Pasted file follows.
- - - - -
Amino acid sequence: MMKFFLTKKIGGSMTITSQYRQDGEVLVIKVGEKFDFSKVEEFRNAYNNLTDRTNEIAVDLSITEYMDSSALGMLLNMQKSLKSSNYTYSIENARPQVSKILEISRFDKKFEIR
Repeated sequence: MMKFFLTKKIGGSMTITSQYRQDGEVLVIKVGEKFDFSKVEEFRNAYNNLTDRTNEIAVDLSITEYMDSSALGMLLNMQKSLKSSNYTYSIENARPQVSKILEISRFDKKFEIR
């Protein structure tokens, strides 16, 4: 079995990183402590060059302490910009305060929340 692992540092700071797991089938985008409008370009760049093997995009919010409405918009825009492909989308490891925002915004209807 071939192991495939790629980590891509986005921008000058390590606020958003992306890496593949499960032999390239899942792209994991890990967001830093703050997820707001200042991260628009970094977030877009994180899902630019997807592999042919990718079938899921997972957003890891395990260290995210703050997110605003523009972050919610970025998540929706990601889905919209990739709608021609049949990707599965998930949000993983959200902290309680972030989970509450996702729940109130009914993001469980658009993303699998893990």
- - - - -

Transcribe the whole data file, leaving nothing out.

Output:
Amino acid sequence: MMKFFLTKKIGGSMTITSQYRQDGEVLVIKVGEKFDFSKVEEFRNAYNNLTDRTNEIAVDLSITEYMDSSALGMLLNMQKSLKSSNYTYSIENARPQVSKILEISRFDKKFEIR
Repeated sequence: MMKFFLTKKIGGSMTITSQYRQDGEVLVIKVGEKFDFSKVEEFRNAYNNLTDRTNEIAVDLSITEYMDSSALGMLLNMQKSLKSSNYTYSIENARPQVSKILEISRFDKKFEIR
């Protein structure tokens, strides 16, 4: 079995990183402590060059302490910009305060929340 692992540092700071797991089938985008409008370009760049093997995009919010409405918009825009492909989308490891925002915004209807 071939192991495939790629980590891509986005921008000058390590606020958003992306890496593949499960032999390239899942792209994991890990967001830093703050997820707001200042991260628009970094977030877009994180899902630019997807592999042919990718079938899921997972957003890891395990260290995210703050997110605003523009972050919610970025998540929706990601889905919209990739709608021609049949990707599965998930949000993983959200902290309680972030989970509450996702729940109130009914993001469980658009993303699998893990």